Doctor Who: Victory of The Daleks

I find it hard to believe that anybody could not enjoy an episode of Doctor Who that features RAF Spitfires attacking a Dalek spacecraft, though I suspect that this episode, written by DW actor/scriptwriter Mark Gatiss, might well divide opinion.

I may as well state that I loved it, but then I’m only ten years old (inside at least). This was the sort of story that might have appeared in the Lion, Victor or Eagle comics of the sixties and its biggest fault was that there was just too much to compress comfortably into a single forty-five minutes. I could see this story unfolding over several half-hour episodes in the classic era of Doctor and the idea of Daleks pretending to be the servants of humanity to gain their own ends is not new. In the second Doctor’s (Patrick Troughton) first story, The Power of the Daleks, the Time Lord was also faced with a group of Daleks who claimed to want to serve mankind, and people always believe what they want to believe don’t they?

The reason for this ploy being used by them in Victory of The Daleks, was really quite clever. The last remaining Progenitor Device did not recognise them as Dalek, because of the suspect source of their DNA, therefore they needed the Doctor’s reliable testimony to prove they were. This is the sort of motivation for evil alien that can be believed. No longer is the “we like your world so we’ll take it” reason good enough anymore.

One slightly ironic aspect of the story was that the Daleks were working for the British, when Cardiff writer Terry Nation created them he based them on the Nazis. To quote him,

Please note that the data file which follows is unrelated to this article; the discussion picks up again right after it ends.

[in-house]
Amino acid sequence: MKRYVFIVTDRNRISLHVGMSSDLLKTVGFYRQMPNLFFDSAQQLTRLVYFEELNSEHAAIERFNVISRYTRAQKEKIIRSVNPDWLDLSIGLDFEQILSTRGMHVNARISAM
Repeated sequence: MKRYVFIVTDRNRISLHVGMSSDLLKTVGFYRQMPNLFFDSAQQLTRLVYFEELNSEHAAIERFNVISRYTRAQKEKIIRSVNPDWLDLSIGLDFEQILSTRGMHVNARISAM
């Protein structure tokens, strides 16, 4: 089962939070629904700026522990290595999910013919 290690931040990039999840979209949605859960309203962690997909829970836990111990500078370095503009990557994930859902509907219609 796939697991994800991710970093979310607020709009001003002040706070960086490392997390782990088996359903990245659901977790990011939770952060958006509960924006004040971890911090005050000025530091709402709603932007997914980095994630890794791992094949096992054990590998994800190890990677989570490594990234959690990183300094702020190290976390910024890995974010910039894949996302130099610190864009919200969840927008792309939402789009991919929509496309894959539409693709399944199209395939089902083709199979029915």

I did try to include something of the Nazis, that unfeeling, icy-cold mentality. That, no matter what you did, you couldn’t deflect them. I’ve always felt that was the SS in a way. So I like to think that was part of their motives, part of their characters.”

Somehow this story might have been so much more interesting, and somehow more in tune with their origins, if the Doctor had come to face the Daleks working for Adolf Hitler. Perhaps it could have been set towards the end of the war with the Russians banging on the gates of Berlin.

The episode did have its problems, as suggested above it would have been better spread over two episodes. I’m not sure what having Winston Churchill in the story did, other than he is one of the few British historical characters that Americans might have heard of. He spent most of the episode blowing cigar smoke, but then he did provide another short cut for a single episode story. The Doctor and Ami had his authority to take whatever action they deem fit, like converting the Spitfires for spaceflight; there’s time wasted in general persuading. Matt Smith also seemed very young in this episode, perhaps in comparison to Ian McNeice who played Churchill. He seemed to lack… gravitas?

The one big negative as far as I was concerned was the new style Daleks. They looked like they had been designed by a motor manufacturer to bring them up to date; all flowing lines and bright colours. I was reminded of the Ford Ka for some reason! You can imagine it can’t you. The original Daleks reflected the styling of the sixties car designs. Today’s Daleks need to look like today’s cars. Are we evolving into Daleks because of our cars?

All in all though it was a refreshingly different story.

written by Peter Grehan


    Frank Sable

    April 20, 2010

    I’m wondering what the ‘Crack in Time’ thing is all about. Perhaps the Daleks have altered history to cancel out the Time War, which would be nice, then we could have our old continuity back. Good old Daleks!

    My favourite bit was when a Dalek offered the Doctor a nice cup of tea.

    I seem to remember a BTR audio story by a certain Peter Grehan called “Crisp and Even” where the Daleks entertain the Doctor to Christmas dinner.


    April 22, 2010

    Loved the spitfires too. About the tea-offering dalek – my daughter pointed out that there was nothing in the cup. Typical mealy-mouthed Dalek!

    Peter Grehan

    April 22, 2010

    Technically that Haynes manual is wrong. The Kaleds were the humanoid aliens who mutated into the creatures known as the Daleks. Though the complete cyborg is better known as the Dalek. Anorak or what?!

    “Crisp and Even” was a Austrlian fan production and was a comedy Christmas special. Not my best story it has to be said. They’re available from;

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